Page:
German Classes Celebrate Oktoberfest

By Elizabeth Sirianni

Frau Spradlin’s German classes recently had an entire class period dedicated to celebrating Oktoberfest, a national German festival known for singing, dancing, and dressing up in traditional German outfits.

German III was tasked with making Oktoberfest posters to help decorate the classroom for the event. The posters included information such as why Oktoberfest is celebrated, when it began, the activities people participate in, what kind of food is served, where the festival takes place, etc. The posters were hung up on the class’s whiteboard and were a great way to show what the class took away from researching Oktoberfest’s traditions. Students were also asked to bring in ingredients so that Frau could prepare a Kaiserschmarrn, a traditional Austrian dessert. It is basically a caramelized pancake with raisins and powdered sugar sprinkled on top. The dessert was served with applesauce and some students put Nutella on their piece to add some extra flavor. Pretzels were also served during class, as they are another staple food at the real Oktoberfest.

Frau wore a lederhosen on the day of the event to demonstrate what would typically be worn to Oktoberfest. She explained that she put the outfit together simply by looking through what she already had in her closet: a red polo shirt, black khakis, a fedora, and a pair of her husband’s suspenders. Although her look was great, Frau said that a real lederhosen would be made out leather, unlike the khakis she had on. Unfortunately, German III’s celebration happened to take place on pajama day, so most of the students decided to wear their pajamas rather than a lederhosen.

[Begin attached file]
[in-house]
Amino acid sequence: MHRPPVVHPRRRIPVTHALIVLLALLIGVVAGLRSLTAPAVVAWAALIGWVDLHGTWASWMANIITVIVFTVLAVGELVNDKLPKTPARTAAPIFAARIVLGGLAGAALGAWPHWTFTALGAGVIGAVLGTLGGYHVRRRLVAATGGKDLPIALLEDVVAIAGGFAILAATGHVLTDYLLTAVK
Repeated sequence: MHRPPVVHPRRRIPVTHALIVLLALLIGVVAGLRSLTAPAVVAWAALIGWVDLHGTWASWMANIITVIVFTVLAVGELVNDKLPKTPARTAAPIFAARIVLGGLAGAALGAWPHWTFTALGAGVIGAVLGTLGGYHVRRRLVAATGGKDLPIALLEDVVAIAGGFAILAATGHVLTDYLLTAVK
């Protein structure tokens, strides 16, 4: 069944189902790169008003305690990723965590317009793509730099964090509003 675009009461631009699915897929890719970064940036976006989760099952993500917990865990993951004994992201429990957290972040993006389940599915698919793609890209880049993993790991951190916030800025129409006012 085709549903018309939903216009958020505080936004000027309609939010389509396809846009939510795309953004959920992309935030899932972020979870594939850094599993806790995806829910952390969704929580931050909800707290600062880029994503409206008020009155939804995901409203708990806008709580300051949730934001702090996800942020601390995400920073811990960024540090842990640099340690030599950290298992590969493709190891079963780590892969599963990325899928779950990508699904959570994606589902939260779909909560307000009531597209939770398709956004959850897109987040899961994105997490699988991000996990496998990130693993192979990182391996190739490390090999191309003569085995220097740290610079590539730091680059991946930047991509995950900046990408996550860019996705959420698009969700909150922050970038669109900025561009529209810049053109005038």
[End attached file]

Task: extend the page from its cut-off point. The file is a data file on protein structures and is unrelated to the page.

The students were even persuaded into gathering in the middle of the classroom to practice some German dance moves. Frau put on a dance tutorial for the song ‘Fliegerlied’ so that the students could follow along with the moves, which was mostly comprised of a lot of leg kicking and arm swinging. Although a lot of the class was hesitant about dancing at first, most of them got into the swing of things after practicing the dance a few times. All in all, it is safe to say that all of the German classes had a great time not only learning about Oktoberfest, but recreating and celebrating it as well.

Check out the dance tutorial for ‘Fliegerlied’ here:






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